In a recent ChessBase.com article, Bobby Fischer’s last movie was said to be “The American Gangster.” That is unfortunate because that is not a favorable last impression of Black people. However, he did have some interesting interaction with Black chess players.
Archie Waters at a Fischer analysis session when the young GM played the brilliant queen sacrifice… not the Bryne game, but another!
Fellow Brooklynite and table tennis partner Archie Waters traveled with Fischer to Iceland. Here’s a bit on Mr. Waters from the Associated Press dated November 7, 2001:
Waters befriended the teen-age Fischer in Brooklyn in the 1950s and accompanied the chess genius to Iceland during his landmark world title match against Russian Boris Spassky in 1972. Waters played ping-pong with Fischer between his matches with Spassky. Born in Brooklyn, he attended Columbia University and later became the first black member of the prestigious Marshall Chess Club of New York.
Here was an interesting story taken from Tim Krabbe’s site concerning Waters’ meeting with Ton Sijbrands, the 1972 Draughts World Champion. Fischer was apparently interested in draughts (10×10 checkers) and Waters was supposed to introduce the two.
When Sijbrands became World Champion for the first time, in 1972, he won a trip to Reykjavik, to see the World Chess Championship match between Spassky and Fischer. I hoped to find an opportunity in him to get to Fischer. Word was that Fischer was interested in draughts, and there was a little black guy from New York in his entourage, Archie Waters, who was said to be his ping pong partner, and a very strong draughts player. I could see myself and Archie Waters, envoys paving the way for a historic meeting. But when Sijbrands and Waters got together, it turned out Waters had never heard of him and also, he thought he was the World Champion—in another variant of the game. It was a moving sight to see my World Champion and this other world champion explaining their rules to each other.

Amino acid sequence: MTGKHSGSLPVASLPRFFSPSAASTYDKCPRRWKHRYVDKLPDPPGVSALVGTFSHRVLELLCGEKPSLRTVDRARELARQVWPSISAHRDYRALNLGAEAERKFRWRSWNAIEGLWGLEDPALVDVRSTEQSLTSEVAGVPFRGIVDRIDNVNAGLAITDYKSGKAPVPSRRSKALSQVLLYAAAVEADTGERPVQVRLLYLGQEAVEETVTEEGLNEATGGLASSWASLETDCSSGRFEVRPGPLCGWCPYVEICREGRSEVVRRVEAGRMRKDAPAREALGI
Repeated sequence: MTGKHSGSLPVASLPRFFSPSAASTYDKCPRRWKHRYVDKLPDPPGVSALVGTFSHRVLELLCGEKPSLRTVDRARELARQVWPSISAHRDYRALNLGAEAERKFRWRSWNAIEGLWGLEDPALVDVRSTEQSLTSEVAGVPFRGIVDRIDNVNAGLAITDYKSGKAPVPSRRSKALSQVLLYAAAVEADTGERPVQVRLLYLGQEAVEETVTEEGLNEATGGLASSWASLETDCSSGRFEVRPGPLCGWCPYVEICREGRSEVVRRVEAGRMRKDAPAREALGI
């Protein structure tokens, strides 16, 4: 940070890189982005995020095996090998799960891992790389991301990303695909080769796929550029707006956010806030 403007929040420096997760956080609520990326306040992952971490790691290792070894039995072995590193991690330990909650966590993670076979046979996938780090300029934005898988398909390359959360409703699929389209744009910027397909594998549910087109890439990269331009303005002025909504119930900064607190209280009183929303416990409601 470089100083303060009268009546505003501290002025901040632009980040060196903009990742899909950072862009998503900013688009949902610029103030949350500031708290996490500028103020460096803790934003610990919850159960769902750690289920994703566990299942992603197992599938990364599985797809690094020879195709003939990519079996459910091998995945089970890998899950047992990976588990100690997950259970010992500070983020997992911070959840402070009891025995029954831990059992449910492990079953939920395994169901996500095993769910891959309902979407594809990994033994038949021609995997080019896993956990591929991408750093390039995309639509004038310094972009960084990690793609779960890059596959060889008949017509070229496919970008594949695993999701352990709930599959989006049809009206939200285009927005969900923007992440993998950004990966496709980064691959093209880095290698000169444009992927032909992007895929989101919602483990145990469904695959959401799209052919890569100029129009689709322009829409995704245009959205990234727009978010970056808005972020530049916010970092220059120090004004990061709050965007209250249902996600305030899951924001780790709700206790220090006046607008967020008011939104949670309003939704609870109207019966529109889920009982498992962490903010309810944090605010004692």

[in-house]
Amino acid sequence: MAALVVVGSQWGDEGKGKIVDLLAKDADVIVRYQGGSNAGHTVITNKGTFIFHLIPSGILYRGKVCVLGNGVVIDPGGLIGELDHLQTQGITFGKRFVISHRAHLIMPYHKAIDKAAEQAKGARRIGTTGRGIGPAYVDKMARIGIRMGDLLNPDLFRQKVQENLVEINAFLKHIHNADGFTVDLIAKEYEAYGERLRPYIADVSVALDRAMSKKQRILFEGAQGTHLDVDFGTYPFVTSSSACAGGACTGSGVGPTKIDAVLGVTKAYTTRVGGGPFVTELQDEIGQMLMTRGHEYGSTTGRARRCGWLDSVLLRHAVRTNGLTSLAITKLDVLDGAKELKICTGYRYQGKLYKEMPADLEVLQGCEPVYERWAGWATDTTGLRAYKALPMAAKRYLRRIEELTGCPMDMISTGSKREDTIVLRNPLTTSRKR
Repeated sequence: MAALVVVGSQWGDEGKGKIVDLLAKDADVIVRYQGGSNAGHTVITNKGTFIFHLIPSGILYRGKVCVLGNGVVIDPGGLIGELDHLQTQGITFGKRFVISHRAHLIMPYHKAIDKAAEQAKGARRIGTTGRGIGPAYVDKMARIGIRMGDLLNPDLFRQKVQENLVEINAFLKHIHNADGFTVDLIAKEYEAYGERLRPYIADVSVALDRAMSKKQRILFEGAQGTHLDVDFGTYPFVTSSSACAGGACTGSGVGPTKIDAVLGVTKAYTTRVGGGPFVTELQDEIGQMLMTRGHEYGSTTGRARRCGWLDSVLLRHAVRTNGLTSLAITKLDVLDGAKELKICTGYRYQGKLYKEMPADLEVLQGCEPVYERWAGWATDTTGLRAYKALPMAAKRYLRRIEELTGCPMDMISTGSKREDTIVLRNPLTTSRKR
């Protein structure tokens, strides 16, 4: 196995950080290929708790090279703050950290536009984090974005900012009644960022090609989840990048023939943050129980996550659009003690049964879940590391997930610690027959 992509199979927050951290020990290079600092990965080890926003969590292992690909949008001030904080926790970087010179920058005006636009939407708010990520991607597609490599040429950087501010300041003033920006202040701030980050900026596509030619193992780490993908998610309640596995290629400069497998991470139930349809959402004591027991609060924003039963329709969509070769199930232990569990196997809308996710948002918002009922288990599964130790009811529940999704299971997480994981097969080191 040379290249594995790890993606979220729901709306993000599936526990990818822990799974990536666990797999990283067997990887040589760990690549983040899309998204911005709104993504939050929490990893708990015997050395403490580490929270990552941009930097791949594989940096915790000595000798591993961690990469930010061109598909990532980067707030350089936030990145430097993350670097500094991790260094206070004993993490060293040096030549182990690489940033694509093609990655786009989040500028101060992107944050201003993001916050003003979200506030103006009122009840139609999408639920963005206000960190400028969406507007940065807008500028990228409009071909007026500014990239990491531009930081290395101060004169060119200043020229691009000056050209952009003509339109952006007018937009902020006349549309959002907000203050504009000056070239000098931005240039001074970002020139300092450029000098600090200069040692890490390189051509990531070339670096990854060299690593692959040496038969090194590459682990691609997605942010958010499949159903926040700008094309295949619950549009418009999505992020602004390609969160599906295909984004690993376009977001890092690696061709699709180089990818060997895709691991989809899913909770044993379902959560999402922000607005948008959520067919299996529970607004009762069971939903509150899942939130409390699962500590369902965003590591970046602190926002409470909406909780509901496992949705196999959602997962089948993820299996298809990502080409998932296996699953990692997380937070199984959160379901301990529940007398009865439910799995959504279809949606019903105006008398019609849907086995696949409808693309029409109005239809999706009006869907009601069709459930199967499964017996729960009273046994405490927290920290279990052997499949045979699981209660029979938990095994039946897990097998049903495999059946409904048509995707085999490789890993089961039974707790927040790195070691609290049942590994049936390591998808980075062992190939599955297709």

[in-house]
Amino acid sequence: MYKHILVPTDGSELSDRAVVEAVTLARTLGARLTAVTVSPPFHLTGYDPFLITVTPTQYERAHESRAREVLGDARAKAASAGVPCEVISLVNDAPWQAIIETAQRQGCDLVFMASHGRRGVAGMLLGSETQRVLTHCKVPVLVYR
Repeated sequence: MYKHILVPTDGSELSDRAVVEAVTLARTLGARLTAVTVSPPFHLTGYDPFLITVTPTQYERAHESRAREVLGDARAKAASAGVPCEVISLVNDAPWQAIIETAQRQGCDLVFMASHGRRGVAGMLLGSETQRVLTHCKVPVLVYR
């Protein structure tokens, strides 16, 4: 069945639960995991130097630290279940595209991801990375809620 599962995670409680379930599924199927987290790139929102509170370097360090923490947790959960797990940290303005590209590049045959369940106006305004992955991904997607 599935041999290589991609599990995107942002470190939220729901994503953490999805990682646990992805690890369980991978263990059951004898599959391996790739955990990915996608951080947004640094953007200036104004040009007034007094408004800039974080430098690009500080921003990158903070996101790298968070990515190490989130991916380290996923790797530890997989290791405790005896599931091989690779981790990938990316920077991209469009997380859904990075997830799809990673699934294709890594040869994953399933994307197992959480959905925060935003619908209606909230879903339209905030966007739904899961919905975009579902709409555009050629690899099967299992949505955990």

Fischer also befriended Walter Harris, the first Black player to make U.S. National Master. In an interview I conducted with Harris in 2005, he shared a conversation he had with Bobby Fischer in which Fischer told him that he had some talent and should work harder at his game. I asked Harris the other day if he had any stories to share and he said their conversations were very general but added,
I will always remember him as the great player that he was and what he gave to the game. I too will not dwell on the sadder aspects of his life.
Walter Harris, a Fischer contemporary on the March 1964 cover of Chess Life.
I also remember an awkward situation with Fischer had with Atlanta Journalist and U.S. Expert, William Scott III. According to Michael Bacon, this is what happened at the 1972 Church’s Fried Chicken tournament in San Antonio, Texas:
There was a crowd of people surrounding Bobby, all asking for his autograph. Mr. Scott, tall and distinguished, among them. Mr. Scott thrust a program at Bobby and asked him to sign it. Bobby shot Mr. Scott a look and took the program. As Bobby was signing, Mr. Scott said, “I played in the U.S. Open in 1956, I believe, but I may be wrong-you’ll have to look it up… and finished ahead of you.” It was an innocent remark made to fill time and Mr. Scott meant nothing by it, but Bobby didn’t see it that way. He shot a look at Mr. Scott as he returned the signed program and said, “Oh yeah. Well what’s your rating now?” Mr. Scott, taken aback, mumbled something about being “only an expert.” Bobby said, “Um huh,” and turned to walk away. Link
I have been told by different people (including a player in Japan) that Fischer was aware and a visitor of The Chess Drum, but there is no confirmed proof of this. Although I can check the traffic from Iceland and Japan rather easily, there is no way to trace visits to specific people. He never sent me an e-mail although I had intended to interview him. I did post on his website once and informed him of The Chess Drum.